Spain is still immersed in a situation that will be difficult to overcome. The forecasts offered by the Bank of Spain do not call for optimism. Furthermore, in a scenario in which the Government is fully fractured, political management has become more of a burden than an aid. The seriousness with which Spain is acting to face this crisis has been very questioned, because, in the face of such a painful scenario, any wrong policy can generate costs for an economy that, as public finances in the country show, is on the verge of collapse.
So far, many spending proposals have been put on the table. From the application of the minimum vital income to the incentive of consumption by means of capitals that could generate effects on a demand – on the other hand, extinguished by the possible decreases in income levels after the great shock of supply that our economy has experienced – are measures that have tried to be placed in the public gallery as measures to recover the economy. However, so far, only talking about recovery through spendingTherefore, as we have to justify admission, as we see, we still lack economic reports that support the proposals issued.
The forecasts cited by the Bank of Spain are quite clear in this regard. The rescue of Spain is imminent. The future financial situation that the country plans to present places us in a hypothetical scenario in which the deficit, with a high degree of confidence, could stand at 11%. On the other hand, through debt, the agency places the level of indebtedness of the Spanish economy by the time the pandemic has dissipated in 122%. In this sense, leaving a non-existent working capital to the Spanish economy to apply stimuli on its own, as if other European economies have done so.
Furthermore, in a scenario like the current one, and without the need to compute ERTEs, the Spanish economy plans to close the pandemic with a destruction of employment that, far from being the one foreseen by the Government, could place us in a scenario in which the unemployment rate stood at 22%. If to this we add the stoppage and the ballast of business profits Due to the aforementioned shock, the estimated tax collection through income and profits will be reduced.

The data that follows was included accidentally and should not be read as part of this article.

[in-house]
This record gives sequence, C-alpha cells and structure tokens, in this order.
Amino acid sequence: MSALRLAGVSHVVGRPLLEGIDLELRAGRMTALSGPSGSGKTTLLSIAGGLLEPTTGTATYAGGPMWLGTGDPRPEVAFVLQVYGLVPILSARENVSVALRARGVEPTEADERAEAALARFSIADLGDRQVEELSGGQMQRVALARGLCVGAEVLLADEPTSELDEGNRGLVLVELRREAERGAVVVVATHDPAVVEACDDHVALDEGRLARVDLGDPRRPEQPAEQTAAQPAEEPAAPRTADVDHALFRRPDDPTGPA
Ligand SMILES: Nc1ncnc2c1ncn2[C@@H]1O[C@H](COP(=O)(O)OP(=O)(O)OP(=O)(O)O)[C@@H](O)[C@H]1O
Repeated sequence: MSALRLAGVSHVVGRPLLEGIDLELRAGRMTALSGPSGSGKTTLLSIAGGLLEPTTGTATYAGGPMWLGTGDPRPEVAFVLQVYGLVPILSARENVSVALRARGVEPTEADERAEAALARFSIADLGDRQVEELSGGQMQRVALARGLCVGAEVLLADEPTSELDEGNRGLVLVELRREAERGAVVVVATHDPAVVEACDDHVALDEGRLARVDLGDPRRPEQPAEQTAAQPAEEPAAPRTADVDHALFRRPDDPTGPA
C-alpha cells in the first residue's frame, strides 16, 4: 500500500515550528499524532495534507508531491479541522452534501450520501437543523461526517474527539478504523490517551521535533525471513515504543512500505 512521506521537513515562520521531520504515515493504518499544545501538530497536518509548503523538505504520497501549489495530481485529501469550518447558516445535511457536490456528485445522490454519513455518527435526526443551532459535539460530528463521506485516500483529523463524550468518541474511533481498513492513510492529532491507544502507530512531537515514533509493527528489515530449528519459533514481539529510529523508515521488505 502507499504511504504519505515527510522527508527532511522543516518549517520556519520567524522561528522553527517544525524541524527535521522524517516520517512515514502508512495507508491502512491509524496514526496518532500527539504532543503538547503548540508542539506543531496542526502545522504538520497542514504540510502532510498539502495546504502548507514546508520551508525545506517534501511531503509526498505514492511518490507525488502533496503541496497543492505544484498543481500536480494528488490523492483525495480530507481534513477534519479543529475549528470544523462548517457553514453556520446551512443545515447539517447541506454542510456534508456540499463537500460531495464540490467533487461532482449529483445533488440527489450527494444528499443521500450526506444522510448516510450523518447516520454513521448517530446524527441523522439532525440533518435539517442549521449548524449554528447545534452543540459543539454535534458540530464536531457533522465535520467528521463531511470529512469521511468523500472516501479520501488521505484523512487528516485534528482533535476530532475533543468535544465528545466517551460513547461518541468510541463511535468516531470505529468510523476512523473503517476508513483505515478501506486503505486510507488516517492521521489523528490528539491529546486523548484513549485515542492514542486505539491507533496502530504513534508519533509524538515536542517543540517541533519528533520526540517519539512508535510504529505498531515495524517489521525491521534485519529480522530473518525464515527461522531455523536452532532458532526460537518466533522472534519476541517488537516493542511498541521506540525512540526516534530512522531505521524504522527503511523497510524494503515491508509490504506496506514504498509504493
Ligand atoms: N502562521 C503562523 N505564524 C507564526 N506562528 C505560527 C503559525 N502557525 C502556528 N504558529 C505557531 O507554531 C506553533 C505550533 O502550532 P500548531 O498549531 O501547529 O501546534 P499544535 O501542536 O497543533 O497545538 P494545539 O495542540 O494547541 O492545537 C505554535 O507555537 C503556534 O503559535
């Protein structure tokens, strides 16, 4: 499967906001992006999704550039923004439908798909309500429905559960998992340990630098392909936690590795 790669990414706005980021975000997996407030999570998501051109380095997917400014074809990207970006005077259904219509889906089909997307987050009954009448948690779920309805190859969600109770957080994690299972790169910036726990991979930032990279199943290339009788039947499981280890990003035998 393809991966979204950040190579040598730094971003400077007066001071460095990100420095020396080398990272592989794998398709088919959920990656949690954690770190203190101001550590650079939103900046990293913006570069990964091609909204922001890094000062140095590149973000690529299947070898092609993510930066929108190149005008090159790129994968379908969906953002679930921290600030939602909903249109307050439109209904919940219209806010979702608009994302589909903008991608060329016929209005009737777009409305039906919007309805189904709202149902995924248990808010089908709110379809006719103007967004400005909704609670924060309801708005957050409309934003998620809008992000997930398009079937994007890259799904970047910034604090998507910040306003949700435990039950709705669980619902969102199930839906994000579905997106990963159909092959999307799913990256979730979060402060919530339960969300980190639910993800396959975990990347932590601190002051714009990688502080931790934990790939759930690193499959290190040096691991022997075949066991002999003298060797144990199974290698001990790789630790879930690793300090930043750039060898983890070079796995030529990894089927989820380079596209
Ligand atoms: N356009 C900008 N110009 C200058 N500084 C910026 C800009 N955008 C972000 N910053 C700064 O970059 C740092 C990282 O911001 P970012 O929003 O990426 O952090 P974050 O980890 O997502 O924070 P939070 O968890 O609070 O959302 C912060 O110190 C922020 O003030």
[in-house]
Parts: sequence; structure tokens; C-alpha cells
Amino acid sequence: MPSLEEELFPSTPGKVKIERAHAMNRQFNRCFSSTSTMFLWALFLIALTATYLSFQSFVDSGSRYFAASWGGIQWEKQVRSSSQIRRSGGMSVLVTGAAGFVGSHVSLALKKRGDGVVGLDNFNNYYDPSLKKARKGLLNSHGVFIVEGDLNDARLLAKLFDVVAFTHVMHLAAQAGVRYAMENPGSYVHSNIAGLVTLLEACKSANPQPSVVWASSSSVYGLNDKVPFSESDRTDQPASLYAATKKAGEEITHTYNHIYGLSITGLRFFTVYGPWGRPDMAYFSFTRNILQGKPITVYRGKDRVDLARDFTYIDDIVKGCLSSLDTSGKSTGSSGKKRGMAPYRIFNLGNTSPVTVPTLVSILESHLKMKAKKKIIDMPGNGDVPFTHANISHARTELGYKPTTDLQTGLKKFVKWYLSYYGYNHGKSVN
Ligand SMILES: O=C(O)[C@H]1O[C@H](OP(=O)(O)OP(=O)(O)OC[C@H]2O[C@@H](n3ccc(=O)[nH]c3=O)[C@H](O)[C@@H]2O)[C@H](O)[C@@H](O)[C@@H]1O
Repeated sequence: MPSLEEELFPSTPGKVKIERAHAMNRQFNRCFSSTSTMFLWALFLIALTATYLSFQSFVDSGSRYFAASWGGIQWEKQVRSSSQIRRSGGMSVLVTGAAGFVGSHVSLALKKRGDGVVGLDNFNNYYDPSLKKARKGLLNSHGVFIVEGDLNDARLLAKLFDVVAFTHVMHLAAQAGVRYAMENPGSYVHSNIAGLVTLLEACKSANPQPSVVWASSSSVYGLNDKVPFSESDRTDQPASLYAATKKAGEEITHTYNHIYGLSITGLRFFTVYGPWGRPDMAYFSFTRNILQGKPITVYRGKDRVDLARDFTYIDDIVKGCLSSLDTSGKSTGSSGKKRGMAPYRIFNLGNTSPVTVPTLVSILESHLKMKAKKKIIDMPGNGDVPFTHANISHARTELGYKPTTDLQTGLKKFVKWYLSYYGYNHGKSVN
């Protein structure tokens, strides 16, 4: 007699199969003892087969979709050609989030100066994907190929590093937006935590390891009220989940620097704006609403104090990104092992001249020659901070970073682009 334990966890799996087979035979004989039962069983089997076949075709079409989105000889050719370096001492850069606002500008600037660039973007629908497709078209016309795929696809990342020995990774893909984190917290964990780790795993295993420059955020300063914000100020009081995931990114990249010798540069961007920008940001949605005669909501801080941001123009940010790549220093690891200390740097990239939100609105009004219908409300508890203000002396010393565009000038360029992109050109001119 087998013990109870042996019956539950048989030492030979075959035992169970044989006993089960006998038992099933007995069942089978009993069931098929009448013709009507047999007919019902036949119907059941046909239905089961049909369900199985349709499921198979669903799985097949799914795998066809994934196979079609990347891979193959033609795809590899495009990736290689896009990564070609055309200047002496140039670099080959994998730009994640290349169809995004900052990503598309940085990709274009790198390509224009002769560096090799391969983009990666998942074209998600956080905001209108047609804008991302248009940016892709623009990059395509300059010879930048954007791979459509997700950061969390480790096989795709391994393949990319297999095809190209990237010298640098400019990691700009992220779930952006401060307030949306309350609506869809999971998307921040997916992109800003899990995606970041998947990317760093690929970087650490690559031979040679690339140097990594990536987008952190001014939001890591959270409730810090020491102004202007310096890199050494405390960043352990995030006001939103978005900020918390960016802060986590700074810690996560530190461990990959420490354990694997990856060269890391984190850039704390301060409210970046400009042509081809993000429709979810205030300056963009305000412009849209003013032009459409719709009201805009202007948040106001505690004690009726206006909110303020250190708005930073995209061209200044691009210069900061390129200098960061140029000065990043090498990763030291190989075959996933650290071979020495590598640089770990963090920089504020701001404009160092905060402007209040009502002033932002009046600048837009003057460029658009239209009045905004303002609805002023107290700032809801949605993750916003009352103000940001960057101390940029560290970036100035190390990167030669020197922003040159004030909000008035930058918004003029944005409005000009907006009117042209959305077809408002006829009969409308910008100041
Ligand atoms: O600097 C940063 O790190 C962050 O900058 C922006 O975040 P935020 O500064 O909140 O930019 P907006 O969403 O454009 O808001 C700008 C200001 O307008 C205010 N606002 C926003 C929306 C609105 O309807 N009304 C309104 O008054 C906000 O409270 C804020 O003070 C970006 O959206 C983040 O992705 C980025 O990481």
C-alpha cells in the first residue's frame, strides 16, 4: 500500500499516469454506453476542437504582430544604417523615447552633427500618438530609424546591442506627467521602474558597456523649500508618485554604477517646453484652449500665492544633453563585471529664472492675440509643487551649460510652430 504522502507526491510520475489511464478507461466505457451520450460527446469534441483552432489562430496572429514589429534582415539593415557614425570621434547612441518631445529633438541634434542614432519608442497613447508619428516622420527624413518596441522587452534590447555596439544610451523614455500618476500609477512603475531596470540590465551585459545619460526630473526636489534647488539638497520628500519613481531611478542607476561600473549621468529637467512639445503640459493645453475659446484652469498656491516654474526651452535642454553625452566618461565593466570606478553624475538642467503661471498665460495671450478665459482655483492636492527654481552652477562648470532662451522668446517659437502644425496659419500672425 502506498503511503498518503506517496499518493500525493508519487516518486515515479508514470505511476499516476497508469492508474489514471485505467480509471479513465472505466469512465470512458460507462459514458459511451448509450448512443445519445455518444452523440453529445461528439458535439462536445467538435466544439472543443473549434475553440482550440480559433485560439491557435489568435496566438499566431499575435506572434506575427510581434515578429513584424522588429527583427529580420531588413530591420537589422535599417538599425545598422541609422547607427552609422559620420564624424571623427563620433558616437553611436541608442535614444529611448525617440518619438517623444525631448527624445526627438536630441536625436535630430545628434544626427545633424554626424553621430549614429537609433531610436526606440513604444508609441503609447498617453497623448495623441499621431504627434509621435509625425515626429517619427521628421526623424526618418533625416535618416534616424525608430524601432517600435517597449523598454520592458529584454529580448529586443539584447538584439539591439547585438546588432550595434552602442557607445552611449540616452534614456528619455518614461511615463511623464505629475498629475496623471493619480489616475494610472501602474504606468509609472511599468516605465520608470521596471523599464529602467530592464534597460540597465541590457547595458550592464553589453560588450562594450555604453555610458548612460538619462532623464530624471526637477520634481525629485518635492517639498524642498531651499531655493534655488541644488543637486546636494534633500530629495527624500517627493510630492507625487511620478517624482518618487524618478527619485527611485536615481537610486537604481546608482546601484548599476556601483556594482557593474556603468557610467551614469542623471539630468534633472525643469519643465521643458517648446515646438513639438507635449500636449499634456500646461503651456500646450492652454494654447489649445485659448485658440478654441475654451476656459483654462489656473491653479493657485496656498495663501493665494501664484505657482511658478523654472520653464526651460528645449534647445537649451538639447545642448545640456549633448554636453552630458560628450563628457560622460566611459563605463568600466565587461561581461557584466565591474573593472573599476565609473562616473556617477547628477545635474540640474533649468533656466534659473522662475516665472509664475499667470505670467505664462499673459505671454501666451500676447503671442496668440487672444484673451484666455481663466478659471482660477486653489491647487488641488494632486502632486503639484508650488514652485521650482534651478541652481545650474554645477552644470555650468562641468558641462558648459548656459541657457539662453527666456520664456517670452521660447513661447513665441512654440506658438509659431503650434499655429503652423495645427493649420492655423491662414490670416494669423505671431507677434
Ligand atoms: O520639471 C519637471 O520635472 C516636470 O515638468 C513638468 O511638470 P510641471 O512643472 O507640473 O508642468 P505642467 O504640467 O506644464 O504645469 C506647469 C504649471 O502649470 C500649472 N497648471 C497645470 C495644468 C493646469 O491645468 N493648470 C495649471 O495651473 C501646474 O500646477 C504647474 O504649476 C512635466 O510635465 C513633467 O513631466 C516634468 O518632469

Thus, as we see, the scenario is not easy. In fact, for any political formation in power, such a pandemic would be a simple matter to answer. But apart from this, the government’s management is very nuanced, and it can be clearly improved by another series of politicians who, regardless of political ideology, apply correct measures to alleviate the situation. Measures that were well focused with adaptive tools applied by the Government, such as ERTEs; but what they ended up going out of context with another series of measures that were completely unjustified, such as the repeal of the labor reform, as well as the prohibition of dismissal.
The Spanish economy not only comes out of this double crisis without capital, but also deteriorates in its structure as it has never been before. When the 2012 bailout occurred, our economy showed a scenario that, had it been shown during this crisis, would have even helped to make better decisions before the working capital, which despite being scarce, was superior to the current one; Well, remember, the level of debt was close to 90% in relation to GDP, while the deficit ranged from 7% to 8%.
So, in such a situation, Spain should start evaluating another series of structural measures that, far from repealing the labor reform, they can have an effect in an economy that needs such measures. Well, as we see, postponing the reforms to the coming political generations only shows an excessive selfishness of a Government that would be prioritizing, as always, its legislature to the country it claims to represent. Presenting an intergenerational solidarity that, sooner or later, we will have to pay.
Finally, not everything proposed is useless. In this sense, we are talking about the possibility that some measures, even being proposed by United We Can, are not entirely bad. However, the situation does not accompany its implementation and materialization. The Spanish economy needs to revive and get out of the pitfall, but for this we need focused measures. Starting to professionalize a profitable and sustainable utopian country for now, in a scenario in which we do not even present the conditions for it to be so, is a mistake. For this reason, we must work to recover the conditions, prioritizing a series of reforms that, like the adjustments of public spending, can vent our economy; also promoting recovery.
Francisco Coll Morales is an economist and coordinator of the studies service of Fundación Civismo